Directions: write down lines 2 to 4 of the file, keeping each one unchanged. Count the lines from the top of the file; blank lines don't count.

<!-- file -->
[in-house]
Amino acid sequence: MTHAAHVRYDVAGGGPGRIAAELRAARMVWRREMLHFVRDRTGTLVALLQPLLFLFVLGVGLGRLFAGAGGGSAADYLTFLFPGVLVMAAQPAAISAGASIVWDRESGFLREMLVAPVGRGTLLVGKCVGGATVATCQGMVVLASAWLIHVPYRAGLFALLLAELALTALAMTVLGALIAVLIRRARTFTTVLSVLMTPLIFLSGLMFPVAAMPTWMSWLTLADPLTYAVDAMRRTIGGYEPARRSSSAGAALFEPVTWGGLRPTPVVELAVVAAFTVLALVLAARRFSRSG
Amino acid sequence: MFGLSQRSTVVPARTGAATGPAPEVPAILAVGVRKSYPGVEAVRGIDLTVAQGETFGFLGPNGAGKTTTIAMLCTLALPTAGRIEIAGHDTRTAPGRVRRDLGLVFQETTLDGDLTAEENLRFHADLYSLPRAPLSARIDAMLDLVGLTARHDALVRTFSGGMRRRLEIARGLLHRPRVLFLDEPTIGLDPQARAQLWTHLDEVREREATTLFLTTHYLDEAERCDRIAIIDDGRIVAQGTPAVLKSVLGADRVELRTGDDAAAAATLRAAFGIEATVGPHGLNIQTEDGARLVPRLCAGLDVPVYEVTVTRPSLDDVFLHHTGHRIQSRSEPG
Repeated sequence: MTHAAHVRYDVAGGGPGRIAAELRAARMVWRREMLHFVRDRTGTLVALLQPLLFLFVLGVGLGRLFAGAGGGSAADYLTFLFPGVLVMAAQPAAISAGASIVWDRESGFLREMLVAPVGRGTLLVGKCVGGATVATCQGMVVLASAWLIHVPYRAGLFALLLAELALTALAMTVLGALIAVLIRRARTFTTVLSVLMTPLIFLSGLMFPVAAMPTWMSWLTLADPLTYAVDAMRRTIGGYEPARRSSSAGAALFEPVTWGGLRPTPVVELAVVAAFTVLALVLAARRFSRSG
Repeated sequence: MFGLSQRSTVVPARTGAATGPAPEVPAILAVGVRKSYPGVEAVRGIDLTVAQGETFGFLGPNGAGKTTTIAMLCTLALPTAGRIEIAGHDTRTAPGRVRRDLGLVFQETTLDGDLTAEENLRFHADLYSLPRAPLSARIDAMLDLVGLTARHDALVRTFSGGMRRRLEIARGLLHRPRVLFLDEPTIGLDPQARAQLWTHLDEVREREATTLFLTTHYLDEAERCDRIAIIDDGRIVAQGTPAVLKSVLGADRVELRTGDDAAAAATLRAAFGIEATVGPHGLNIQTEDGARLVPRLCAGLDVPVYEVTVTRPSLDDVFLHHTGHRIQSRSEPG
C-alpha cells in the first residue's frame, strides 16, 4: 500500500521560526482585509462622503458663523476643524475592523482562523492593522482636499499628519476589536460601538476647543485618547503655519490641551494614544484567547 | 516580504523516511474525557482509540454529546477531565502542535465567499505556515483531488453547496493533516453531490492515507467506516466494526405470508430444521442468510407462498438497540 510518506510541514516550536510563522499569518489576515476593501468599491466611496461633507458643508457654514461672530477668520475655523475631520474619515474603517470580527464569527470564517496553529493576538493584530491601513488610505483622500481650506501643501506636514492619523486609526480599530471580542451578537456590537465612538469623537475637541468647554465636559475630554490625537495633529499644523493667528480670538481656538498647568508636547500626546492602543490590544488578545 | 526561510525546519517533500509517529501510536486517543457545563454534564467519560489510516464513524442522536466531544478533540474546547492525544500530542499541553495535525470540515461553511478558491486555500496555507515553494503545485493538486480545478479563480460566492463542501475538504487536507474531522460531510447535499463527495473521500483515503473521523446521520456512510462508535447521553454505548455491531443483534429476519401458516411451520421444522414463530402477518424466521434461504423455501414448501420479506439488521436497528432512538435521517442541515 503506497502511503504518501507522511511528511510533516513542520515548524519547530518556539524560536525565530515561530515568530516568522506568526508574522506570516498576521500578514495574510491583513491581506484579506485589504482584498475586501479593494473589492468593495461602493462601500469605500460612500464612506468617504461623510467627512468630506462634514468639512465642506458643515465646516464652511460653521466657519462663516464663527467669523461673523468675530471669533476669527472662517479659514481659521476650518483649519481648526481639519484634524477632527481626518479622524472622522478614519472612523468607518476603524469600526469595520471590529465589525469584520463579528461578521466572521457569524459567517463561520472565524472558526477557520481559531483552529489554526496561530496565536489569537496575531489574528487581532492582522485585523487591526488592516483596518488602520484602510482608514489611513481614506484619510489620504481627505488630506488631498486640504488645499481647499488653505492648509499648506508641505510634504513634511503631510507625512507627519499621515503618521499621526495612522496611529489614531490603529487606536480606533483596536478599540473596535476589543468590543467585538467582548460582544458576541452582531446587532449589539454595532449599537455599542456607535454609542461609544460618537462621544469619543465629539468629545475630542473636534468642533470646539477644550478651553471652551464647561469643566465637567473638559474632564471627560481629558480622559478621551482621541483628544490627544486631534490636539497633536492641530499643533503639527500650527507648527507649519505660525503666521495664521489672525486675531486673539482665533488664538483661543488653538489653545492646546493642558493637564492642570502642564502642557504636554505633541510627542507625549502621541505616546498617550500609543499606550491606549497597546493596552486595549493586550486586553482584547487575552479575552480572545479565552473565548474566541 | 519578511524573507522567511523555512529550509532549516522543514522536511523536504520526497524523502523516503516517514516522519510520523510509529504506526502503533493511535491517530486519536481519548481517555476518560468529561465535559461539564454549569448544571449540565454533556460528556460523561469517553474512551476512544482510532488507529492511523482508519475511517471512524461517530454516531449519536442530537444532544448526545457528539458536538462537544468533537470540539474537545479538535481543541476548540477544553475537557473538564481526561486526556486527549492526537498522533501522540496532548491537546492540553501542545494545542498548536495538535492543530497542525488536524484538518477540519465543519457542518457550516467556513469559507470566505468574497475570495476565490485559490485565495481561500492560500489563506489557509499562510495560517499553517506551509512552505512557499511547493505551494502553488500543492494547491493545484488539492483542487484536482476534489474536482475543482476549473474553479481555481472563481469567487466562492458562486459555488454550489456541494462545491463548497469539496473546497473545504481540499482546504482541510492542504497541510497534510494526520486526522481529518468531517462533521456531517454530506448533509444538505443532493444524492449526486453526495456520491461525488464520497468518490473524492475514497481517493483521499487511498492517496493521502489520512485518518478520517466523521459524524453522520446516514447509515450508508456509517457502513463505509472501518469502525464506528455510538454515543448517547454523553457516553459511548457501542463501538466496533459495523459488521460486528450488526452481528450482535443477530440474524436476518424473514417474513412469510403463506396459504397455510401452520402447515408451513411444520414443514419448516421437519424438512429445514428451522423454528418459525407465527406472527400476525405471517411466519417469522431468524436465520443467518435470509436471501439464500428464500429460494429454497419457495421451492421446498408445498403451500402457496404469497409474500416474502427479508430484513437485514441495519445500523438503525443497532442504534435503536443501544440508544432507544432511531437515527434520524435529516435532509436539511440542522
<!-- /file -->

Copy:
Amino acid sequence: MTHAAHVRYDVAGGGPGRIAAELRAARMVWRREMLHFVRDRTGTLVALLQPLLFLFVLGVGLGRLFAGAGGGSAADYLTFLFPGVLVMAAQPAAISAGASIVWDRESGFLREMLVAPVGRGTLLVGKCVGGATVATCQGMVVLASAWLIHVPYRAGLFALLLAELALTALAMTVLGALIAVLIRRARTFTTVLSVLMTPLIFLSGLMFPVAAMPTWMSWLTLADPLTYAVDAMRRTIGGYEPARRSSSAGAALFEPVTWGGLRPTPVVELAVVAAFTVLALVLAARRFSRSG
Amino acid sequence: MFGLSQRSTVVPARTGAATGPAPEVPAILAVGVRKSYPGVEAVRGIDLTVAQGETFGFLGPNGAGKTTTIAMLCTLALPTAGRIEIAGHDTRTAPGRVRRDLGLVFQETTLDGDLTAEENLRFHADLYSLPRAPLSARIDAMLDLVGLTARHDALVRTFSGGMRRRLEIARGLLHRPRVLFLDEPTIGLDPQARAQLWTHLDEVREREATTLFLTTHYLDEAERCDRIAIIDDGRIVAQGTPAVLKSVLGADRVELRTGDDAAAAATLRAAFGIEATVGPHGLNIQTEDGARLVPRLCAGLDVPVYEVTVTRPSLDDVFLHHTGHRIQSRSEPG
Repeated sequence: MTHAAHVRYDVAGGGPGRIAAELRAARMVWRREMLHFVRDRTGTLVALLQPLLFLFVLGVGLGRLFAGAGGGSAADYLTFLFPGVLVMAAQPAAISAGASIVWDRESGFLREMLVAPVGRGTLLVGKCVGGATVATCQGMVVLASAWLIHVPYRAGLFALLLAELALTALAMTVLGALIAVLIRRARTFTTVLSVLMTPLIFLSGLMFPVAAMPTWMSWLTLADPLTYAVDAMRRTIGGYEPARRSSSAGAALFEPVTWGGLRPTPVVELAVVAAFTVLALVLAARRFSRSG